The Story of Carlos Gomez

By the time the plane had cleared the line of mountains surrounding Barquisemeto’s airport, Carlos was already well into his list for the day. Get on the plane (written and then immediately crossed off). Get off the plane. Take cab to work. Check email messages, returning any important ones. Call five clients to check if they need any supplies; do not take no for an answer from at least three. Morning constitutional. Send out order requests from the at least three who purchased supplies. Call five more clients…

And so it was for Carlos and his lists. He made a list for the day, everyday. He also, sometimes at night, always on the weekends, made long term lists. These usually included goal dates. The goal dates often changed. These lists included get married, have a child (a boy), have a second child (a girl), buy own home, take a vacation, retire…These lists, both the long-term and the day-to-day were often made in classic list form with bullet points, but he also built box matrices because it felt good to Carlos to put a big X through some goal he accomplished; even if it was just getting on the plane. Unfortunately for Carlos, he rarely got to make those big X’s. In his daily lists he maybe got through half of his goals, and those mostly in the morning, and he never made big X’s on his long term lists.

Little happened for him in his life beyond his lists. Carlos looked and acted much the way you might imagine. He was thirty-eight years old and he was getting softer and balder by the day. He was miticulous in grooming, but his style was awful and that neat, little mustache he had taken to wearing was the stuff of fodder when Carlos was not in the room. Carlos was still in sales even though he had been with his restaurant supply company for fifteen years. He took his current sales job in Caracas, leaving his job in Barquisemeto, because he thought it was a step up in the company; a step toward management. Of course, what everyone in the Caracas office knew was that these were the accounts of restaurants that were notoriously hard to deal with, were in the worst of neighborhoods, or placed orders that were barely worth the time of the account representative. Carlos still did not see this, even after four years flying back and forth between Barquisemeto and Caracas. He held out hope that with every sale he made he was one step closer to meeting every goal on his long-term lists.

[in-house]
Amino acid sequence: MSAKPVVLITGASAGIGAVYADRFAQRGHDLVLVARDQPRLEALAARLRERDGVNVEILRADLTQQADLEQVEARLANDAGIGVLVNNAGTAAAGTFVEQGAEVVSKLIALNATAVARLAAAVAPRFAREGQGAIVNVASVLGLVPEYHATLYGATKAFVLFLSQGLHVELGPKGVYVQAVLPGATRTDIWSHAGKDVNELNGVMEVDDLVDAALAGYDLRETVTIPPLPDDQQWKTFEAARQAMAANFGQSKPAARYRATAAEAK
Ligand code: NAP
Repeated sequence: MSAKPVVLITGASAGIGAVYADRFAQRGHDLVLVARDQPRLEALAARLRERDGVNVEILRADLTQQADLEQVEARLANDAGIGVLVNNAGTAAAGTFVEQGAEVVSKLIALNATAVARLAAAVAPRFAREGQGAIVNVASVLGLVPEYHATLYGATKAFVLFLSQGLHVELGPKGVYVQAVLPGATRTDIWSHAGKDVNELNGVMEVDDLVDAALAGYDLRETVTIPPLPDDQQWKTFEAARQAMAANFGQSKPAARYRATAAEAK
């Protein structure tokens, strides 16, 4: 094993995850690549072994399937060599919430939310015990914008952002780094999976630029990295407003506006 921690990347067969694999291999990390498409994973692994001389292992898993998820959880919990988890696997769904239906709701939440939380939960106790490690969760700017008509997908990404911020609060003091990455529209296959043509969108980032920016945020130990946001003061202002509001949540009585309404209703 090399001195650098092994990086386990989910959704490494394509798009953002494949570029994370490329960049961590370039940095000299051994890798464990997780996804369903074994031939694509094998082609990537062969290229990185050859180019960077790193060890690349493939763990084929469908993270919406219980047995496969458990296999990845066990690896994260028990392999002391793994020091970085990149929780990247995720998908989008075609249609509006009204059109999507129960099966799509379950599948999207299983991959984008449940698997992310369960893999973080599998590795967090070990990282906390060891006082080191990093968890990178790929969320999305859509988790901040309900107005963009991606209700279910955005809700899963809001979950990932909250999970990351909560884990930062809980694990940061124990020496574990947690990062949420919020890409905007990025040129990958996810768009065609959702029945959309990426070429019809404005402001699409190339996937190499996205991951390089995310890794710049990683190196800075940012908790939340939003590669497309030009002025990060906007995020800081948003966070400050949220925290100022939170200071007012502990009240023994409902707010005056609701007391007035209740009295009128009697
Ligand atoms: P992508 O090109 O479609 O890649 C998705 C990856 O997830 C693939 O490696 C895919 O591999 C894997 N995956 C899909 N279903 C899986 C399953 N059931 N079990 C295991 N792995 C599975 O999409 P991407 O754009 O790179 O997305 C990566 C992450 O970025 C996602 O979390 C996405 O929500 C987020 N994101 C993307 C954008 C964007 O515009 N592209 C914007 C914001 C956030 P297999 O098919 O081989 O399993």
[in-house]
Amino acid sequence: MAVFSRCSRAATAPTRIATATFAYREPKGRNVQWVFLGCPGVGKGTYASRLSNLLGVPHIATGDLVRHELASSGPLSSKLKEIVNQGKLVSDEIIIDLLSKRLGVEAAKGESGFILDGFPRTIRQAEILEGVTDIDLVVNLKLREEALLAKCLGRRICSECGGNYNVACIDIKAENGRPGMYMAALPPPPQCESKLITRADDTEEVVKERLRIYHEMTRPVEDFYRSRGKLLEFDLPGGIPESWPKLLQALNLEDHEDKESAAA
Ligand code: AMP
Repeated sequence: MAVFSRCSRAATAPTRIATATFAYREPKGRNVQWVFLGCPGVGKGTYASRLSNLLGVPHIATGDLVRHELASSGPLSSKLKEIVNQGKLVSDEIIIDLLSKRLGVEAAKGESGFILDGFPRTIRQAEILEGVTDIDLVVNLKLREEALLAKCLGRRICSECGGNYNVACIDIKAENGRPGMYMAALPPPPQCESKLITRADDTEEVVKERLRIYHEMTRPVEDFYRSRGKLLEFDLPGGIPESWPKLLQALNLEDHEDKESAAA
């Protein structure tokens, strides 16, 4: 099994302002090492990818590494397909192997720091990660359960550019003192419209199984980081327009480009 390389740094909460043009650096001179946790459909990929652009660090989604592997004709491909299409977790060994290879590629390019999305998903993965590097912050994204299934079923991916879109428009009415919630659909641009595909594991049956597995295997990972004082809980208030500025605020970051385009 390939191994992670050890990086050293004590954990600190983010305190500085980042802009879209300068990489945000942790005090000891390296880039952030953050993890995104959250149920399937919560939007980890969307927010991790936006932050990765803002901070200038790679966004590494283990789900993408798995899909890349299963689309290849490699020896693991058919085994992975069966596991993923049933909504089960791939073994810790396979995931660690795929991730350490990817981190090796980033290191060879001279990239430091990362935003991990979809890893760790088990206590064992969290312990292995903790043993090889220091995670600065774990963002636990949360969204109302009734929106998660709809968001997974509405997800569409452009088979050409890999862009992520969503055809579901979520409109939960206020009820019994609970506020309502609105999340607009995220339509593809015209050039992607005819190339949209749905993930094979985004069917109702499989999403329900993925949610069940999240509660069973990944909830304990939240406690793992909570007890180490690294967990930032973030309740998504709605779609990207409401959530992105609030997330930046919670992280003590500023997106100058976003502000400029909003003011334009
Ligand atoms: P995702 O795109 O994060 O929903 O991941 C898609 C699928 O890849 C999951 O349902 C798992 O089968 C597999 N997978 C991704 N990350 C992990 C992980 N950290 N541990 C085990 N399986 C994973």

Yes, Carlos was a stereotype. What was sad was that deep down he knew it. He knew he did not fit socially, at work. He knew he did not fit in his life, but he did not know how to leave it. He did not know how to change the way he looked, he did not know how to engage in proper small talk, and every joke he attempted stepped over some line of poor taste. He knew all this, but was helpless against himself. It was almost like a compulsion, his mind running on autopilot during a nosedive. And at other times it was like an out-of-body experience he could see himself doing or saying something, he could see the cringes or the laughs of those around him, but he could not make it stop. Carlos just continued on and on.

This is how it was for the two weeks I knew Carlos. On that Monday, exactly two weeks after the flight from Barquisemeto to Caracas, on December 11, 2006, Carlos was visiting a restaurant that was past due in payment for an order of napkins, straws and the plastic wrapped packs of utensils. Leaving the restaurant without money, but with a stern talking to by the owner to never come down here again, Carlos was grabbed from behind and dragged into the alley where he was stabbed three times in the back and gut by a busboy at the restaurant he had just left. The busboy took his wallet, his watch and a gold-plated cross he wore around his neck, and then went in the back door of the restaurant, returning to work. Carlos died within the hour, but was unconscious from the moment he fell to the ground. No thoughts crossed his mind in that hour. No goals. No lists made. And then I did not see Carlos any more.